At least Morales allowed reasonably fair elections, over a lot of Blob efforts to “delegitimization.”

      Reply
    5. lyman alpha blob

      The OAS flat out lied. Human beings died as a result of those lies, and will continue to do so under the right wing cabal that has declared itself to be the new government.

      He may have had the court declare he was eligible to run again, but he was still democratically elected. While I don’t find this to be the ideal situation, I also note that Michael Bloomberg had the NYC council strike down term limits so that he could run for another term as mayor, which he won.

      Is Michael Bloomberg a dictator, too? By your logic he is. So why is he running for president of the US now instead of being run out of the country?

      Reply
  21. Danny

    Can’t You Read?
    “…while it may be absurd to say that all Trump supporters are white supremacists, it’s also utterly impossible to deny that none of them had a problem voting for one….”

    “Trump won 29 percent of the Latino vote against Hillary Clinton in 2016.”
    https://www.washingtonpost.com/opinions/2019/03/05/trumps-support-among-hispanics-latinos-is-real-dont-assume-it-will-fade/

    “Trump received about 8 percent of the black vote in 2016.”
    https://www.nytimes.com/2019/11/08/us/politics/trump-black-voters.html

    “Chat with fellow readers online at Anarcho Nina Writes on Discord!”

    The only Anarcho is in her logic, and self- appointed ventriloquism for minorities and all others for whom she tediously claims to speak.

    Reply
    1. marym

      Re: Turley (Democratic Clinton and Obama voter)

      Clinton Impeachment Testimony

      The allegations against President Clinton go to the very heart of the legitimacy of his office and the integrity of the political system…

      By threatening detection and accusation, the House deters misconduct by exposing presidents to the uncertain outcome of a Senate trial. Because the Constitution is written to make a penalty less likely in the Senate, it is essential that the House fully perform its detection and accusation role to achieve deterrence under this system. The Senate may then choose to acquit but the standard of conduct for future presidents has not been lowered by the adoption a narrow threshold definition in the House.

      Fire Eric Holder: Column

      In the end, Holder was the best witness against his continuing in office. His insistence that he did nothing was a telling moment. The attorney general has done little in his tenure to protect civil liberties or the free press. Rather, Holder has supervised a comprehensive erosion of privacy rights, press freedom and due process. This ignoble legacy was made possible by Democrats who would look at their shoes whenever the Obama administration was accused of constitutional abuses.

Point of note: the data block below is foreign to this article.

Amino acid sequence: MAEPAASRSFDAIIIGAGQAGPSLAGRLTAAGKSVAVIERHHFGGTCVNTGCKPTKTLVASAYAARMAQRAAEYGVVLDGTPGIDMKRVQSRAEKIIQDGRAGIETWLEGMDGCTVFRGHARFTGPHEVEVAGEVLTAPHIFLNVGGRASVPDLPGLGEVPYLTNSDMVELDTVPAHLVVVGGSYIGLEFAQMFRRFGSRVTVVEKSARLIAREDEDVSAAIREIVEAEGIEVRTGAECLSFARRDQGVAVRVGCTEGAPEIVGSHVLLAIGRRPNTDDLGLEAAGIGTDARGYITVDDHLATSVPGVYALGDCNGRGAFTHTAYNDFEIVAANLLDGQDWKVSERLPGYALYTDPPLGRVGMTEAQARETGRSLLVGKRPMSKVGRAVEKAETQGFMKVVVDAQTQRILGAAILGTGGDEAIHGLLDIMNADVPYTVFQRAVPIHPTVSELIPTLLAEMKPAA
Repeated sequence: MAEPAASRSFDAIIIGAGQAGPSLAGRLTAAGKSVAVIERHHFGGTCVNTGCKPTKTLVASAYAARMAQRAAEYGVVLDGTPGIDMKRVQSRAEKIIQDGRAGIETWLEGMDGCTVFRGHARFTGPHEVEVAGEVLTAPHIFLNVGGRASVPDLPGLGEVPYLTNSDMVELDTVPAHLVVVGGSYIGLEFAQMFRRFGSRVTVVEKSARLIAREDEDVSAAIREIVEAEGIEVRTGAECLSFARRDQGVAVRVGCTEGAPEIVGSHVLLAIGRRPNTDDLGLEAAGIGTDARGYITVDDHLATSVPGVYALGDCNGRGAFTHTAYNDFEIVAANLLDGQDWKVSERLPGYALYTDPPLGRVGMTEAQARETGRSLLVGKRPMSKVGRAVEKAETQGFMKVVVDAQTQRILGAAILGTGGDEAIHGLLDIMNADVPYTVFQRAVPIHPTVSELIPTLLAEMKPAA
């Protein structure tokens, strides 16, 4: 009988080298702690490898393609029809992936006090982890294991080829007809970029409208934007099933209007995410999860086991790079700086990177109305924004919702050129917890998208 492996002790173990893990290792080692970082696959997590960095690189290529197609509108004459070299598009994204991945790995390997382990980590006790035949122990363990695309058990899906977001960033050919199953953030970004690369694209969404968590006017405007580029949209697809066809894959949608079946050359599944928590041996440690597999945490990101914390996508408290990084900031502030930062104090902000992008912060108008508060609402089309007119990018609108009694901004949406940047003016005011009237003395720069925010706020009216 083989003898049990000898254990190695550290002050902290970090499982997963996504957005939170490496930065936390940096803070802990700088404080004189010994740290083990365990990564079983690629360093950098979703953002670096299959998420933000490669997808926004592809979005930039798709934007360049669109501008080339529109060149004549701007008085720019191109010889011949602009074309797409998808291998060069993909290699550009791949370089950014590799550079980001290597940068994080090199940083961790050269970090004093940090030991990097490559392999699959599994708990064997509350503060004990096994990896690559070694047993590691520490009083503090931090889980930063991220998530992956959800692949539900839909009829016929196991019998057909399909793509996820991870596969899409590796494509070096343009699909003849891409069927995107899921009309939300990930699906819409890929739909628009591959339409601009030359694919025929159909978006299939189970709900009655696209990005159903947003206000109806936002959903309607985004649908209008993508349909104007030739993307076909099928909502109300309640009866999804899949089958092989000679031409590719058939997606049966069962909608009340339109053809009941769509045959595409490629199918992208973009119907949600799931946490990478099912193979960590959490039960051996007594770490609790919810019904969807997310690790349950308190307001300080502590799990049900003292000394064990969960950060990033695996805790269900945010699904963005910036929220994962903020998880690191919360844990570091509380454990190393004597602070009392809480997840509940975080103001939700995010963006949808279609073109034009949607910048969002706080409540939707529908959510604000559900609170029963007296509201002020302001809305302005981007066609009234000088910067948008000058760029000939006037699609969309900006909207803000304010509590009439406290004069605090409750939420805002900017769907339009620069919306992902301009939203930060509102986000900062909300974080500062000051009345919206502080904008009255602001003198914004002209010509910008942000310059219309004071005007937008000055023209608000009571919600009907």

Reply
        1. anon in so cal

          It is contained in Turley’s own testimony, which I linked to.

          Turley: “I would like to start, perhaps incongruously, with a statement of three irrelevant
          facts. First, I am not a supporter of President Trump. I voted against him in 2016 and I
          have previously voted for Presidents Clinton and Obama.”

          Reply
          1. marym

            If his intention was to convey that “even a Clinton/Obama supporter doesn’t think Trump should be impeached” my links suggest that when it comes to impeachment criteria it appears that he took a strong stand then on impeachable offenses and the need for Congress to set parameters, not “look at their shoes,” which isn’t reflected in his assessment of a Trump impeachment inquiry.

            Reply
    2. flora

      Thanks for the link.
      To complete the Turley para you quote:

      …To put it simply, I hold no brief for President Trump. My personal and political views of President Trump, however, are irrelevant to my impeachment testimony, as they should be to your impeachment vote.
      Today, my only concern is the integrity and coherence of the constitutional standard and process of impeachment. President Trump will not be our last president and what we leave in the wake of this scandal will shape our democracy for generations to come. I am concerned about lowering impeachment standards to fit a paucity of evidence and an abundance of anger. If the House proceeds solely on the Ukrainian allegations, this impeachment would stand out among modern impeachments as the shortest proceeding, with